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Abortion, the ethics of

DOI: 10.4324/9780415249126-L168-1
Version: v1,  Published online: 2021
Retrieved July 25, 2024, from

Article Summary

Is abortion – the ending of a pregnancy via the termination of foetal life – morally permissible? Philosophers, as well as non-philosophers, are torn. One pro-life argument is that taking any human life, including nascent human life, is morally wrong because all human life is sacred from its inception to its natural death. Some philosophers argue that fetuses are persons (see Persons), with the same moral and legal rights we, as persons, enjoy, because they are members of our kind – the species Homo sapiens. Some argue that it is morally relevant that fetuses have the potential to grow into humans with robust and morally significant cognitive traits, and that this potential grounds an interest in continued existence. Other philosophers argue that, regardless of where one stands on the issue of whether fetuses are persons, abortion is still morally wrong because it deprives the fetus of their valuable future.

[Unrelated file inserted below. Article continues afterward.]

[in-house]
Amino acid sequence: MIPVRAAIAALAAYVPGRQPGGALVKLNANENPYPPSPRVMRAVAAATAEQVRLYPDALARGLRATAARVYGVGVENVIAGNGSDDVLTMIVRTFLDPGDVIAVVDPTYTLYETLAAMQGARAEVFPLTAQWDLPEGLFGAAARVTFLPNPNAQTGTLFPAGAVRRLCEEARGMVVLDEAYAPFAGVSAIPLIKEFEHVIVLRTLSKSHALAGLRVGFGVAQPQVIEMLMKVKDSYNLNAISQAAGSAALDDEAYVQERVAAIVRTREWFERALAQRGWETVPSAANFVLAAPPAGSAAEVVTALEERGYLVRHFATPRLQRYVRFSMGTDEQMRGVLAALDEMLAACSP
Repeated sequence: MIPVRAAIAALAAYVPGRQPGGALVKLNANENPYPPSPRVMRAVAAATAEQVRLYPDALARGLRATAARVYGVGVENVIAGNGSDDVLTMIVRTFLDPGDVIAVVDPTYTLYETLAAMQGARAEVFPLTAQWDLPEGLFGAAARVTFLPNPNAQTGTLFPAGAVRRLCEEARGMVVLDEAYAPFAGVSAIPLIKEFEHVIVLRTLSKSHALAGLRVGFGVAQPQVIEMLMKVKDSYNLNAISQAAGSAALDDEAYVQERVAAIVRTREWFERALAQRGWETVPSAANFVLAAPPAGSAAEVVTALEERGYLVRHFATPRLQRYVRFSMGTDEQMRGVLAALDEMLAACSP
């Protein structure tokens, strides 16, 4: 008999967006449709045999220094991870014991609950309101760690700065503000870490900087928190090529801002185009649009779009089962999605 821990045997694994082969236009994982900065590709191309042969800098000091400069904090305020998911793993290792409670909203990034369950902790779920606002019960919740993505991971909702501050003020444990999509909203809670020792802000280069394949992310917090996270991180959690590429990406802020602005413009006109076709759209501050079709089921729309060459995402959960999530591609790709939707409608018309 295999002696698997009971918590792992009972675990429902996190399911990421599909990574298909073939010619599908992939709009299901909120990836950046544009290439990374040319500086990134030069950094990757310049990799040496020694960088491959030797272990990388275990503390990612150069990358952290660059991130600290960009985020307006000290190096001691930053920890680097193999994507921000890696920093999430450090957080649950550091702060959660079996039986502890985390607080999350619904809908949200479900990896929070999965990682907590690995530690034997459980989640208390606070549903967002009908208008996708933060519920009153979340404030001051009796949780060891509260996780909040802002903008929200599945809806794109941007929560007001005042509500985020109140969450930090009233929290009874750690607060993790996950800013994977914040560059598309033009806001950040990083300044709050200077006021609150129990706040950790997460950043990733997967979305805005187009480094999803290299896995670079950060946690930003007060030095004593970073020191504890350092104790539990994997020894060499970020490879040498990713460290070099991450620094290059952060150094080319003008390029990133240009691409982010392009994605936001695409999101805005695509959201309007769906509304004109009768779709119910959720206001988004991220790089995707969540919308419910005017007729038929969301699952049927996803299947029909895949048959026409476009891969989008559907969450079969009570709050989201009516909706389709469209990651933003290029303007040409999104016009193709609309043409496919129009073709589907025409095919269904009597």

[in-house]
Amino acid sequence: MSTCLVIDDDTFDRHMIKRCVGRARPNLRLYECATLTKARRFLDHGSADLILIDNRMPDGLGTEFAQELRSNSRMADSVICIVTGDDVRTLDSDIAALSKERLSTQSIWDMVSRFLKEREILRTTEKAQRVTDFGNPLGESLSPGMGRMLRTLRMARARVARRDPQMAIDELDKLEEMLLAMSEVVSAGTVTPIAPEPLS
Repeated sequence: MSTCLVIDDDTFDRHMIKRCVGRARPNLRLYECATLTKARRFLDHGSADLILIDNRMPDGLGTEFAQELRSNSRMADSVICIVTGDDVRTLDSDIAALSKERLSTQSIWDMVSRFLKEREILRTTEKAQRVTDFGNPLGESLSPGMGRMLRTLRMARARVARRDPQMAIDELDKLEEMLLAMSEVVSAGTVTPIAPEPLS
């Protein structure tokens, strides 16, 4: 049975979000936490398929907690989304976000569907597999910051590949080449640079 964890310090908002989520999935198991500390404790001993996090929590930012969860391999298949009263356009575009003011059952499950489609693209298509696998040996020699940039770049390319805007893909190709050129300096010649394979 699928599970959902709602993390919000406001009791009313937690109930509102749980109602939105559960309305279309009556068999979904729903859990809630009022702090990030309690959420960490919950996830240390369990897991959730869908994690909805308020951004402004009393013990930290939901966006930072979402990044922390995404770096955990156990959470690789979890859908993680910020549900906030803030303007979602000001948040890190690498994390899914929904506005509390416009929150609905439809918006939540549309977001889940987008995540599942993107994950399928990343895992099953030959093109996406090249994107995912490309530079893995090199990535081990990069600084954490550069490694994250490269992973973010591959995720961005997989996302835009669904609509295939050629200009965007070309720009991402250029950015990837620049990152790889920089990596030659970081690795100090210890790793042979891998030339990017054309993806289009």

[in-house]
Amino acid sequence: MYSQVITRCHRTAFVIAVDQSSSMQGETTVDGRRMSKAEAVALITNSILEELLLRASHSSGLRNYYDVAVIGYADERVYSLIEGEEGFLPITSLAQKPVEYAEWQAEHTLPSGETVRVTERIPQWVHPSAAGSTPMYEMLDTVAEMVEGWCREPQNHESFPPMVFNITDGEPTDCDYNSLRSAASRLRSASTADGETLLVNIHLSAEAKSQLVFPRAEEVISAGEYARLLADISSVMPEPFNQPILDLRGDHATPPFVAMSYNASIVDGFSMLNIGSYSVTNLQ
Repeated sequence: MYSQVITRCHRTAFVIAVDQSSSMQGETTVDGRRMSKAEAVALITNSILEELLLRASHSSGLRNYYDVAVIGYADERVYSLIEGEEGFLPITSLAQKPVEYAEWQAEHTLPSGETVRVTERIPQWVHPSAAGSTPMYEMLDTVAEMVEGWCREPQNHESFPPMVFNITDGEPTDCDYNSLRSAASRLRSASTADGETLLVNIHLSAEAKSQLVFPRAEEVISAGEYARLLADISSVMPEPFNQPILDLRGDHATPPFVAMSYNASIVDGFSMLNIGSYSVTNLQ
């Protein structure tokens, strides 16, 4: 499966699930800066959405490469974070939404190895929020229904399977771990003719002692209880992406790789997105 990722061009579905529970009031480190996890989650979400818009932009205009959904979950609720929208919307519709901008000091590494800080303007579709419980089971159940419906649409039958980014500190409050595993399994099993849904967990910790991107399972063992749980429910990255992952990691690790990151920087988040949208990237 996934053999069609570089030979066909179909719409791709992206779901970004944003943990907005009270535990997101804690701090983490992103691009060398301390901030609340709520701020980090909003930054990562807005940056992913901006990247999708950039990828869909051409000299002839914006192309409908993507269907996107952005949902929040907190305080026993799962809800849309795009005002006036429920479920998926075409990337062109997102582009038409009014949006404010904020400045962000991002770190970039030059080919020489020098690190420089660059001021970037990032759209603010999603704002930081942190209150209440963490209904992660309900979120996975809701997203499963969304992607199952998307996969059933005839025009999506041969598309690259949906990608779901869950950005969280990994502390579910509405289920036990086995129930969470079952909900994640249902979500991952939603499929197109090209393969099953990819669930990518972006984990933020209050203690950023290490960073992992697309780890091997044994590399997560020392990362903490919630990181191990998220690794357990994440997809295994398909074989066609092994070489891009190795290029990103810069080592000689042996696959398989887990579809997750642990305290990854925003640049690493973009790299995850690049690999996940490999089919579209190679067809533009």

Many pro-choice philosophers disagree. Some argue that fetuses are not persons, given their complete lack of cognition, and that their potential for personhood alone is not sufficient for bestowing upon them legal or moral rights. Yet even if we grant, for the sake of argument, that fetuses are persons with the same right to life as any other person, some philosophers argue that this alone is not sufficient for grounding a pro-life stance. This is because no person has a right to compel another to use their body for sustenance, even if their very lives depended on it. As such, fetuses, even if they are persons, have no right to use a woman’s body without her consent. All of these arguments will be explored in this entry.

Citing this article:
Manninen, Bertha Alvarez. Abortion, the ethics of, 2021, doi:10.4324/9780415249126-L168-1. Routledge Encyclopedia of Philosophy, Taylor and Francis,
Copyright © 1998-2024 Routledge.

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